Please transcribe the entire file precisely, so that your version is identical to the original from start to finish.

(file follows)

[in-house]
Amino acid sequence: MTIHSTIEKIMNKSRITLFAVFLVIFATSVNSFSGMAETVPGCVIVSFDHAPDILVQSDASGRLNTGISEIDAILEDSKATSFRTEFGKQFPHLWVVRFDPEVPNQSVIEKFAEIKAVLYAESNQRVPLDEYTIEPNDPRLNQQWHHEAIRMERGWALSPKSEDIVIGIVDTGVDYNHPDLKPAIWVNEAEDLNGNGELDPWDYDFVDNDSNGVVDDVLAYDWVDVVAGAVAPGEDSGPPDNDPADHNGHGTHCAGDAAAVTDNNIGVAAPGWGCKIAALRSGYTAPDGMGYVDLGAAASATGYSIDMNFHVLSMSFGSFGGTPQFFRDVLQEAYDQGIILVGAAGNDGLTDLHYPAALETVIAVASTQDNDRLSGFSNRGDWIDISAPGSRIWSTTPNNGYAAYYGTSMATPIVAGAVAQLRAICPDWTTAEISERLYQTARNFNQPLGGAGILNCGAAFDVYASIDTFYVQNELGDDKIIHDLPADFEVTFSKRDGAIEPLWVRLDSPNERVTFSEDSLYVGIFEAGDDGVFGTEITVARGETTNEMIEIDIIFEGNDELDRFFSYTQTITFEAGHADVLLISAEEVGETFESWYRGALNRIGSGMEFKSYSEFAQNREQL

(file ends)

[in-house]
Amino acid sequence: MTIHSTIEKIMNKSRITLFAVFLVIFATSVNSFSGMAETVPGCVIVSFDHAPDILVQSDASGRLNTGISEIDAILEDSKATSFRTEFGKQFPHLWVVRFDPEVPNQSVIEKFAEIKAVLYAESNQRVPLDEYTIEPNDPRLNQQWHHEAIRMERGWALSPKSEDIVIGIVDTGVDYNHPDLKPAIWVNEAEDLNGNGELDPWDYDFVDNDSNGVVDDVLAYDWVDVVAGAVAPGEDSGPPDNDPADHNGHGTHCAGDAAAVTDNNIGVAAPGWGCKIAALRSGYTAPDGMGYVDLGAAASATGYSIDMNFHVLSMSFGSFGGTPQFFRDVLQEAYDQGIILVGAAGNDGLTDLHYPAALETVIAVASTQDNDRLSGFSNRGDWIDISAPGSRIWSTTPNNGYAAYYGTSMATPIVAGAVAQLRAICPDWTTAEISERLYQTARNFNQPLGGAGILNCGAAFDVYASIDTFYVQNELGDDKIIHDLPADFEVTFSKRDGAIEPLWVRLDSPNERVTFSEDSLYVGIFEAGDDGVFGTEITVARGETTNEMIEIDIIFEGNDELDRFFSYTQTITFEAGHADVLLISAEEVGETFESWYRGALNRIGSGMEFKSYSEFAQNREQL